30. The computer system of claim 23, wherein the computer system is a gaming machine.
31. The computer system of claim 23, wherein the interface circuit is coupled to receive a mode input;
wherein the interface circuit is configured to, if the mode input indicates a first mode of operation, generate, in response to the detected IDE command from the first set, signals on the at least a subset of the plurality of data lines of the IDE port of the storage device, wherein the generated signals correspond to an invalid command different than the detected IDE command of the first set, and
wherein the interface circuit is configured to, if the mode input indicates a second mode of operation, route signals on the at least a subset of the plurality of data lines of the IDE port of the host computer to the at least a subset of the plurality of data lines of the IDE port of the storage device when the IDE command from the first set is at the IDE port of the host computer.
32. The interface circuit of claim 23, wherein the storage device comprises a hard disk drive.
33. A method of informing a host computer that an attempted operation on a data storage device has been prevented, comprising:
sending a IDE command from the host computer to a first IDE bus not connected to the data storage device;
determining that the data storage device should not receive the IDE command;
sending an invalid command rather than the IDE command to a second IDE bus connected to the data storage device; and
sending an error message generated by the data storage device in response to the invalid command from the data storage device to the host computer via the first and second IDE buses.
34. The method of claim 33, wherein the IDE command is a write command.
35. The method of claim 33, wherein the host computer periodically sends another IDE command to the data storage device via the first and second buses to determine whether the data storage device received the IDE command that should not have been received by the data storage device.
36. The method of claim 33, wherein the first IDE bus includes a ribbon cable and the second IDE bus excludes a ribbon cable.
37. The method of claim 33, wherein the data storage device is a hard disk drive.
38. A method of preventing a host computer from writing to a data storage device, comprising:
sending a write command from the host computer to a first IDE bus not connected to the data storage device; and
sending an invalid command rather than the write command to a second IDE bus connected to the data storage device such that when the host computer deasserts an IDE I/O write signal the data storage device recognizes the invalid command rather than the write command, thereby preventing the host computer from writing to the data storage device.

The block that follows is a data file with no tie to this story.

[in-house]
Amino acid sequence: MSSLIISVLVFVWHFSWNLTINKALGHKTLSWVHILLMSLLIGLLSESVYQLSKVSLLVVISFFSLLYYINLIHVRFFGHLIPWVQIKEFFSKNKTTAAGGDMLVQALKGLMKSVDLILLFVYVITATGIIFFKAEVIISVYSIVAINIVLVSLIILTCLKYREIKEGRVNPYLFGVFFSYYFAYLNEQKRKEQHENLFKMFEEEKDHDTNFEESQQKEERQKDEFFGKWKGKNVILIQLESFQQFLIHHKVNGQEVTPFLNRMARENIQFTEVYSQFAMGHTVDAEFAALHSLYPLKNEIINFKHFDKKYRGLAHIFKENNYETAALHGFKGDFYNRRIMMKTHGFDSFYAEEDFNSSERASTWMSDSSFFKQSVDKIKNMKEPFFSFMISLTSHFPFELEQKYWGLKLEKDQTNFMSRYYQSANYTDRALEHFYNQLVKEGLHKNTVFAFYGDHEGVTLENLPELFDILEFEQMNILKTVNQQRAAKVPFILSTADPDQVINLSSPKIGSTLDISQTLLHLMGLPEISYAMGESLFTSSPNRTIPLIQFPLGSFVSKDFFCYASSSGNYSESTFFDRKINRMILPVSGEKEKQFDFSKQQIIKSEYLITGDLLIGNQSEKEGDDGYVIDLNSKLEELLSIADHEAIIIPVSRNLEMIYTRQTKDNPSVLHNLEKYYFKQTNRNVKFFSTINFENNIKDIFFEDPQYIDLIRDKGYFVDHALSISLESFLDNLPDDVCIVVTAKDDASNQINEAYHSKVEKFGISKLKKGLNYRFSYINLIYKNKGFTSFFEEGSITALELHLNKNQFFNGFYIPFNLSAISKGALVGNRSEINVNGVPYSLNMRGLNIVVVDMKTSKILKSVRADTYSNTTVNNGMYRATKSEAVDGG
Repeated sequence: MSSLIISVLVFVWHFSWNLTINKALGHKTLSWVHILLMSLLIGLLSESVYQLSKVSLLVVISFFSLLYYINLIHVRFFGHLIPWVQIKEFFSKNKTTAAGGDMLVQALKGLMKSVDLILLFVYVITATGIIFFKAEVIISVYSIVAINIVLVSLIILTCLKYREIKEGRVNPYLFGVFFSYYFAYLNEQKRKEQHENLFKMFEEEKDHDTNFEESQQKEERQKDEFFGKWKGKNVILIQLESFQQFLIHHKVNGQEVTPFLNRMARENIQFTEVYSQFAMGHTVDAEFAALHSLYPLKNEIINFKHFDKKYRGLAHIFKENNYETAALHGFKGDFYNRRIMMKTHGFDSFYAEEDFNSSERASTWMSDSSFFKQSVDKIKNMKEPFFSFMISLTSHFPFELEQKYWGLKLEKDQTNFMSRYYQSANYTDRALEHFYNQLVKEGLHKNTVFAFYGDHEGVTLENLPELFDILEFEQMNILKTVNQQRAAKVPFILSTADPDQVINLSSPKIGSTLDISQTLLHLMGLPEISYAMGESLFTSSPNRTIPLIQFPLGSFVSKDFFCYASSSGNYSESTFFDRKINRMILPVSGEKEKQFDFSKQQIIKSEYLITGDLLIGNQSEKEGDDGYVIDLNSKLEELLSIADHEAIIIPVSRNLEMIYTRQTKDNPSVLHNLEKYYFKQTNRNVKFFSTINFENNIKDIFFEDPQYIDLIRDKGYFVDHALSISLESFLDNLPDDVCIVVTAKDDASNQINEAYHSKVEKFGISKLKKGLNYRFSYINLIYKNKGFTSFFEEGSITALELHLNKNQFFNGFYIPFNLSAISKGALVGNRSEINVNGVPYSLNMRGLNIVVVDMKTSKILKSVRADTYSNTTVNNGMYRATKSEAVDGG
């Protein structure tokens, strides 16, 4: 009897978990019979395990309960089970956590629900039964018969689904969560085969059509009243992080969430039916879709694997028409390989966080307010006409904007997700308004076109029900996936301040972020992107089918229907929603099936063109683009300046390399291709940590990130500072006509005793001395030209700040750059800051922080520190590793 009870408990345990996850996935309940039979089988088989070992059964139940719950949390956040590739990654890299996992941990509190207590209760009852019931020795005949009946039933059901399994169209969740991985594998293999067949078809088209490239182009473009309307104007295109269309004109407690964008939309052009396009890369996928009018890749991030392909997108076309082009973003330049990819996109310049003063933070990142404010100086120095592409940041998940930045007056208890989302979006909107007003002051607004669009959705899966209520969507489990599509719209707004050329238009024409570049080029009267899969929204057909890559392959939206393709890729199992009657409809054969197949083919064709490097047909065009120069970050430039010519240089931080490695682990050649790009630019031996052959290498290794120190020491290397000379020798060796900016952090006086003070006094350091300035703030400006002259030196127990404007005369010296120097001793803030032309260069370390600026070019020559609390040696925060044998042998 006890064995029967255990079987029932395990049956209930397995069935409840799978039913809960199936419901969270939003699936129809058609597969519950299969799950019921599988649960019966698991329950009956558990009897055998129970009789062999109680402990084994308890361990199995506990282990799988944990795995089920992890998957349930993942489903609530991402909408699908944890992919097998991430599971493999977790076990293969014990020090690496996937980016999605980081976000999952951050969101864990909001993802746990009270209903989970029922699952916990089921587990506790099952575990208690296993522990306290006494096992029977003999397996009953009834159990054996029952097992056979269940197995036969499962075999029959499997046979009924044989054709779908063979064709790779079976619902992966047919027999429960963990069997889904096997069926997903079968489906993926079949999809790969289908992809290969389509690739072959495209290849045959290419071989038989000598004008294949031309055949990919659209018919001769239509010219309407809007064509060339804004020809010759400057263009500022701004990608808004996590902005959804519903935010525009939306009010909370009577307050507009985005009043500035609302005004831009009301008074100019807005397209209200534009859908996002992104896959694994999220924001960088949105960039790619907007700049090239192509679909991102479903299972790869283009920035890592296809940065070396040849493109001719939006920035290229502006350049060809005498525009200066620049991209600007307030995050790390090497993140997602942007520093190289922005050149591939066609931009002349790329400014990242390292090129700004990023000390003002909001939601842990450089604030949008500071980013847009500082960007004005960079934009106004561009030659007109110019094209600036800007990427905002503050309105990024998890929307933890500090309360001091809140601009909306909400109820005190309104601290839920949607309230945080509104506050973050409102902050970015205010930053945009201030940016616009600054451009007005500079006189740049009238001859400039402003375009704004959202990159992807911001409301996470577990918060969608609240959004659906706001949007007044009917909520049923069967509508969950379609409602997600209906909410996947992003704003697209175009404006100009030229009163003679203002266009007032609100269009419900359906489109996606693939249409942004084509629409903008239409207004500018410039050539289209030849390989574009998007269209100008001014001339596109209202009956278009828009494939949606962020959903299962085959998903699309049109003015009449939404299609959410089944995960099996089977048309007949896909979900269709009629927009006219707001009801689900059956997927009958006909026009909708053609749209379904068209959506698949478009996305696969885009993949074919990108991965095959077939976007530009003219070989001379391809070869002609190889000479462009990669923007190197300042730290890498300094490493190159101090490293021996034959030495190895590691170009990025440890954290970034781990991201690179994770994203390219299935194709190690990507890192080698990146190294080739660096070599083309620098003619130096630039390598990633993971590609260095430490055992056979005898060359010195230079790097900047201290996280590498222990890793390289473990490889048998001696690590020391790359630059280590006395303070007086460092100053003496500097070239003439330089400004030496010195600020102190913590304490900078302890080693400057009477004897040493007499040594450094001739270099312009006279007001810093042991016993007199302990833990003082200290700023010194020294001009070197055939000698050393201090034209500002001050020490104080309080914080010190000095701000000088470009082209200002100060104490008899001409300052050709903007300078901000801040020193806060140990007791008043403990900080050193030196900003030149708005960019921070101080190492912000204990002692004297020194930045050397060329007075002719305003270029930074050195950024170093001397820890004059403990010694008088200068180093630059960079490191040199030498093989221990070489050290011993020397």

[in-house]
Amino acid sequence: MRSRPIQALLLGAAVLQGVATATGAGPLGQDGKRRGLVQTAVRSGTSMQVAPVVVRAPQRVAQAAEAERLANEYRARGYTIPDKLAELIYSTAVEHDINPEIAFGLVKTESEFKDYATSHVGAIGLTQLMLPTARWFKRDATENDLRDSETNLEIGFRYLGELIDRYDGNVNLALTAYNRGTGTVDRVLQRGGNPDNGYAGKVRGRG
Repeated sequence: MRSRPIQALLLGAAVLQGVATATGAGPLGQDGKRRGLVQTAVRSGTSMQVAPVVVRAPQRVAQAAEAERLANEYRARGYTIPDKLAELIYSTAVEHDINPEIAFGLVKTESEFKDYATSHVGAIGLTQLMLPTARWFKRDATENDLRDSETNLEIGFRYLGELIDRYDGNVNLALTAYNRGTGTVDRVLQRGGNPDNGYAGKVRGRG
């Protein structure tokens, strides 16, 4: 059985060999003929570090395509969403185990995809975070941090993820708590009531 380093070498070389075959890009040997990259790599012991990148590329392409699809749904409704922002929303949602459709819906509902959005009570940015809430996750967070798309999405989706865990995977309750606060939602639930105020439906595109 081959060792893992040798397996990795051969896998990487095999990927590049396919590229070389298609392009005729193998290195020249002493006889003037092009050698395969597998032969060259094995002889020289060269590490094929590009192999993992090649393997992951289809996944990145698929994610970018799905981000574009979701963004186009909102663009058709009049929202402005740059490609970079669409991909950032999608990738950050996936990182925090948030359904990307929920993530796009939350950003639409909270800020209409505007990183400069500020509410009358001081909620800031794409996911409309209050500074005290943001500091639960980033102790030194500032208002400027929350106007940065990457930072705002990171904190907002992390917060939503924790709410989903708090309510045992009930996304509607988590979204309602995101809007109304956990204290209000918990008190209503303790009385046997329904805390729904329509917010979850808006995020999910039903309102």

39. The method of claim 38, further comprising sending an error message that the data storage device generates in response to the invalid command from the data storage device to the host computer via the first and second IDE buses.
40. The method of claim 38, further comprising sending a read command from the host computer to the data storage device via the first and second IDE buses to determine whether the write command was recognized by the data storage device.
41. The method of claim 38, wherein first IDE bus includes a ribbon cable and the second IDE bus excludes a ribbon cable.
42. The method of claim 38, wherein the data storage device is a hard disk drive.
43. An interface device, comprising:
a first port for providing an Integrated Drive Electronics (IDE) interface with a host computer;
a second port for providing an IDE interface with a data storage device, the second port comprising a plurality of data lines different from an input/output (I/O) write line; and
a control device, operatively coupled between the first and second ports, the control device configured to detect an IDE command from a first set of IDE commands at the first port, and configured to generate, in response to the detected IDE command from the first set, signals on at least a subset of the plurality of data lines of the second port, wherein the generated signals correspond to an invalid command different than the detected IDE command of the first set.
44. The interface device of claim 43, wherein the control device comprises a logic circuit.
45. The interface device of claim 43, wherein the invalid command comprises a command that, when received by an IDE storage device, the IDE storage device generates an error message in response.
46. The interface device of claim 43, wherein the first set of IDE commands comprises at least one of a write command, a media lock command, a media unlock command, a sleep command, a standby command, a download microcode command and a packet command.
47. The interface device of claim 43, wherein the first set of IDE commands comprises a write command.
48. The interface device of claim 43, wherein the invalid command is a reserved IDE command.
49. The interface device of claim 48, wherein the reserved IDE command is 01h.
50. The interface device of claim 43, wherein the first port comprises a plurality of data lines, and wherein the control device comprises:
a logic device, coupled to the first port, configured to generate a control output in response to IDE commands received at the first port; and